How To Check References: A Step-by-Step Guide
By Indeed Editorial Team
Updated 2 November 2022 | Published 12 October 2021
Updated 2 November 2022
Published 12 October 2021
The Indeed Editorial Team comprises a diverse and talented team of writers, researchers and subject matter experts equipped with Indeed's data and insights to deliver useful tips to help guide your career journey.
Knowing how to conduct a quality reference check is an important step in the recruitment process. It can also be useful for candidates to understand how a potential employer may check their credibility through the references provided. Gaining input from a candidate's previous employers is crucial to help you get an idea of who you would be hiring. In this article, we describe how to check references, explore how to evaluate a reference check with confidence and also answer some FAQs about reference checking.
How to check references
A resume is a formal document that provides an outlook of a candidate's professional qualifications. It includes their relevant work experience, skills, education and relevant accomplishments. Many candidates promote their best selves on their resumes and act professionally in an interview. However, without talking to previous employers there is no way of understanding their past job performance.
Potential employees sometimes provide the contact information of their references on their resumes. Alternatively, they are available on request. Reference checks are necessary for validating a candidate's interview answers. Performing reference checks can help you determine if a potential employee has the relevant experience and if they'd be a good fit for the culture of the workplace. The following steps can outline how to check references:
1. Ask the candidate for their references
Firstly, you can ask to collect three references from a potential employee if the candidate hasn't already provided details of their references on their resume or at the interview. Preferred references are often their most recent manager or supervisor. Obtaining professional references from the candidate is ideal. Personal references may be biased. Tailor your reference choices, choose the ones that best relate to the job the candidate is applying for.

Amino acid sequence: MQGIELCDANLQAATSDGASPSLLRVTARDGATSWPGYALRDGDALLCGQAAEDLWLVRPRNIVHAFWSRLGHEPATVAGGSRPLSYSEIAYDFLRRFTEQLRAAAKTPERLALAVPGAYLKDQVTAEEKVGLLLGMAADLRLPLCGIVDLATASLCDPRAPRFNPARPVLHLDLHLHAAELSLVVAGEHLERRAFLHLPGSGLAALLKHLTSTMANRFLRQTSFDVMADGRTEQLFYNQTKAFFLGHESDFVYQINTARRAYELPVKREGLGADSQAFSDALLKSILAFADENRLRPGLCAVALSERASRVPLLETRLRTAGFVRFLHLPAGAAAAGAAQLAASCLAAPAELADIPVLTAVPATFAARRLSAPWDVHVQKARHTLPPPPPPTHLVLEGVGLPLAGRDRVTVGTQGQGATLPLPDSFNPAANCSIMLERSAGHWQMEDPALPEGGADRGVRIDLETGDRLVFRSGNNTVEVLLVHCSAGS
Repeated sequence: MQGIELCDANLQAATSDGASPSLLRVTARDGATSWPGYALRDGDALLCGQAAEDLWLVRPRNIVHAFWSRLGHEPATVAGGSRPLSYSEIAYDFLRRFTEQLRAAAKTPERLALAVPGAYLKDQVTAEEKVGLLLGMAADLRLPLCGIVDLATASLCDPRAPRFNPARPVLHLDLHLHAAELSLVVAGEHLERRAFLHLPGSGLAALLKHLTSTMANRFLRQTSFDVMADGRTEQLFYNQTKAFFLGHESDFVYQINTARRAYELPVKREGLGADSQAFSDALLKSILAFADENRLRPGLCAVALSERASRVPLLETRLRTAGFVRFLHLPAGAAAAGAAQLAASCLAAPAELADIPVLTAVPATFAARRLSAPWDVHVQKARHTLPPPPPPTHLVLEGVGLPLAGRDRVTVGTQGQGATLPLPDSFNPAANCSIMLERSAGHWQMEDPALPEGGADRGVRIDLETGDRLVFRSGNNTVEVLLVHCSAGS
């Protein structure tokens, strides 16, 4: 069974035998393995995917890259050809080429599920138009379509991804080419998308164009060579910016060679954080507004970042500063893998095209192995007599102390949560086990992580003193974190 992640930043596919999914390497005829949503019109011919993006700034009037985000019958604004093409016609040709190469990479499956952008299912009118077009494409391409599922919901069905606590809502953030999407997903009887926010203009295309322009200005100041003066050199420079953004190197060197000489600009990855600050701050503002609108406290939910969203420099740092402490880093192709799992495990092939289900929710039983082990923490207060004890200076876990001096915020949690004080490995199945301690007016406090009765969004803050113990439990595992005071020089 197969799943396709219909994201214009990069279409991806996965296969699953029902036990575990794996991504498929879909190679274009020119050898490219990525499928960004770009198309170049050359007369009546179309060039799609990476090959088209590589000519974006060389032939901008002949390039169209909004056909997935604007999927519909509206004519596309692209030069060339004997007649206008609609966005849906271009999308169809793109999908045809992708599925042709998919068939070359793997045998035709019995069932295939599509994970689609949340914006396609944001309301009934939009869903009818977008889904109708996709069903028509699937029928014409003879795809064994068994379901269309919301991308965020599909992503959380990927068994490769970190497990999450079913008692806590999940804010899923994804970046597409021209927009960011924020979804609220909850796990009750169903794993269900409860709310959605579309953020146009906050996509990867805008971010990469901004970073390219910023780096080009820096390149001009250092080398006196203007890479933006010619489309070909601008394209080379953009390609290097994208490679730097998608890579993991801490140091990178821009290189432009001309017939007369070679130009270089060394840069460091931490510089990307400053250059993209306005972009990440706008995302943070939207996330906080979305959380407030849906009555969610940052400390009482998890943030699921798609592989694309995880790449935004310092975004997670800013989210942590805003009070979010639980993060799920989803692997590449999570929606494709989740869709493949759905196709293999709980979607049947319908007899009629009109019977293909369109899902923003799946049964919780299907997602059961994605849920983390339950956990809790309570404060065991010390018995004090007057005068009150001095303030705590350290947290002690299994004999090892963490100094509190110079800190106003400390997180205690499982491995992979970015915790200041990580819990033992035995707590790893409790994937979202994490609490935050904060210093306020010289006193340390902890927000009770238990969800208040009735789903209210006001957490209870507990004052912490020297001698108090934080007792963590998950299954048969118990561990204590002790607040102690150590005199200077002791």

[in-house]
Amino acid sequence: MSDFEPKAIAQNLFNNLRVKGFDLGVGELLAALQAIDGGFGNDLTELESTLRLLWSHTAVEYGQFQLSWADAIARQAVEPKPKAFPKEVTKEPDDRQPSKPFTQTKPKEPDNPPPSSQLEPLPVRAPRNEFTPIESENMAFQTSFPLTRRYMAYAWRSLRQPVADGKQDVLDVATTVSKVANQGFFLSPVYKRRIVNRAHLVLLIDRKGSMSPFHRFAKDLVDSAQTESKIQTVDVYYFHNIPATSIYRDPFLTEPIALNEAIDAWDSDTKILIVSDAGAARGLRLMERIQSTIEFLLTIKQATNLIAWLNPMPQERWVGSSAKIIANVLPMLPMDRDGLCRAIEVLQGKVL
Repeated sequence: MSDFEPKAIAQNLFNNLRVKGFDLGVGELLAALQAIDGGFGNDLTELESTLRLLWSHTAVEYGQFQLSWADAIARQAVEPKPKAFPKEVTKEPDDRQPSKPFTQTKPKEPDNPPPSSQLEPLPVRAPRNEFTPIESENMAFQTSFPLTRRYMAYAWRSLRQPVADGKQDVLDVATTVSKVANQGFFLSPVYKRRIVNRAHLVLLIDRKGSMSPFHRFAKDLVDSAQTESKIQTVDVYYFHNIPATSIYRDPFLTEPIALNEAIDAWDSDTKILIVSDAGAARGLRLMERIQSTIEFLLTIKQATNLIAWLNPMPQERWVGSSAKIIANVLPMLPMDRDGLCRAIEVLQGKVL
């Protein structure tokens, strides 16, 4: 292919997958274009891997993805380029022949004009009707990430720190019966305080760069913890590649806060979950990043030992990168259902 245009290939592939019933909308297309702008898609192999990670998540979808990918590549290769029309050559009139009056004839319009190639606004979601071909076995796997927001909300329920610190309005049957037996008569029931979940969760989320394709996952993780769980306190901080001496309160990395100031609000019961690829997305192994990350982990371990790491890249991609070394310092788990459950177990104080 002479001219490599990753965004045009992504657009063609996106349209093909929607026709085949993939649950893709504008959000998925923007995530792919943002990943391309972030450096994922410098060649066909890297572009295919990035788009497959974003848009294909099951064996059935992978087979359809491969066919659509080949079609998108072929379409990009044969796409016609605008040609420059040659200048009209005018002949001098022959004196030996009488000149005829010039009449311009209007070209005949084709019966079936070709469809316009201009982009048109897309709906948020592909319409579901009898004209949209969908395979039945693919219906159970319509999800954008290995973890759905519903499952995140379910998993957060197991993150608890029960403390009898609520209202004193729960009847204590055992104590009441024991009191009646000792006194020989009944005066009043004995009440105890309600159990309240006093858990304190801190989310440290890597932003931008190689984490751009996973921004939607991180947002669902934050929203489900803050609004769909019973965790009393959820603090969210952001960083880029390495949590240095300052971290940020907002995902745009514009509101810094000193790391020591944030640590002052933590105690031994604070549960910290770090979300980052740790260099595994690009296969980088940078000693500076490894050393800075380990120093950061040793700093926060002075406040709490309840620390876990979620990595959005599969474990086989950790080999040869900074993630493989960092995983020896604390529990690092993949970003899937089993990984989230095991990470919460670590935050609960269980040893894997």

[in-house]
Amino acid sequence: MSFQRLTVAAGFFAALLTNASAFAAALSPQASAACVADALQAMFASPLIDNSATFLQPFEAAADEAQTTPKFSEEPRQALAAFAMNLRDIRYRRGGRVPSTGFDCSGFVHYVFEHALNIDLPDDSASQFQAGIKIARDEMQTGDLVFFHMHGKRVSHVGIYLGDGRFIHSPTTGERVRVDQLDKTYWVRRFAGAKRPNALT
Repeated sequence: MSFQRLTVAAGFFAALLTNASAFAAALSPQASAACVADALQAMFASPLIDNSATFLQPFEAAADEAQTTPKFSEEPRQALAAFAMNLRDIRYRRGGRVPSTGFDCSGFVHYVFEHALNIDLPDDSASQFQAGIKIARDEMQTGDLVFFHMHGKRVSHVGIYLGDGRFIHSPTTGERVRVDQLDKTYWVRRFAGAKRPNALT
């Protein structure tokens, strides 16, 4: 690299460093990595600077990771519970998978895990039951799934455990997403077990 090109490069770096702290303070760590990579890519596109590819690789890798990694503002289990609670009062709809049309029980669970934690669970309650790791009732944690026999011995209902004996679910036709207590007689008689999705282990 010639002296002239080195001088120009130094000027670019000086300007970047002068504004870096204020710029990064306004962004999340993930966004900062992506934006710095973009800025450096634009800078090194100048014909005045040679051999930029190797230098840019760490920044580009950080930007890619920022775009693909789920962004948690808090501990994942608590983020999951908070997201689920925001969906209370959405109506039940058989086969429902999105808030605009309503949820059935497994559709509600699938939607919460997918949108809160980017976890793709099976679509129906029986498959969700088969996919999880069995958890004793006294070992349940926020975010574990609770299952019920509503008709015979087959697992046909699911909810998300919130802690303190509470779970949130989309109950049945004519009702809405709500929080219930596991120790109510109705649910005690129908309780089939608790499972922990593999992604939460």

2. Prepare the questions you want to ask
When preparing the questions you wish to ask during the candidate's reference check, it can be helpful to refer back to the interview notes. Consider asking for examples of the candidate's recent work experience to verify the information provided on their resume and in the interview. You can prepare for your call by having a list of questions ready. This can help the conversation to flow naturally and encourage the referee to provide more than a yes or no response. You may start with some basic questions:
What is the applicant's name?
How are you acquainted with the applicant?
How long did the candidate work for your organisation?
What type of work did the candidate do?
Then you could move on to some more specific questions:
What are the candidate's strengths and weaknesses?
Would you rehire them? If not, why not?
What was their best accomplishment?
What were the candidate's primary responsibilities?
How would you rate their work?
Were they dependable?
How did they support coworkers?
Did they complete the tasks assigned to them?
How did they get along with other people?
Do they have good communication and listening skills?
Did they require a lot of supervision or work independently?
How did they handle work-related stress?
What are their most impressive skills or qualities?
How well did they work as part of a team?
Was the applicant punctual and time-efficient?
What additional training would they benefit from?
How did they respond to constructive criticism?
What are their weaknesses?
Why did they leave their last position?
Is there anything else you would like to add?
Is there anyone else you suggest I speak with?
You can also ask about the candidate's soft skills:
Is the candidate a friendly part of the team?
Are they motivated?
How do they handle a challenge?
Do they have creative skills?
Were they flexible?
Did they show leadership skills?
Did they show integrity?
3. Contact the references
Consider taking the call yourself as you may have a thorough understanding of the position and may wish to ask tailored questions specific to the role. The individuals you are calling may be at the same job level as you. This may help the conversation flow better and prompt more detailed answers.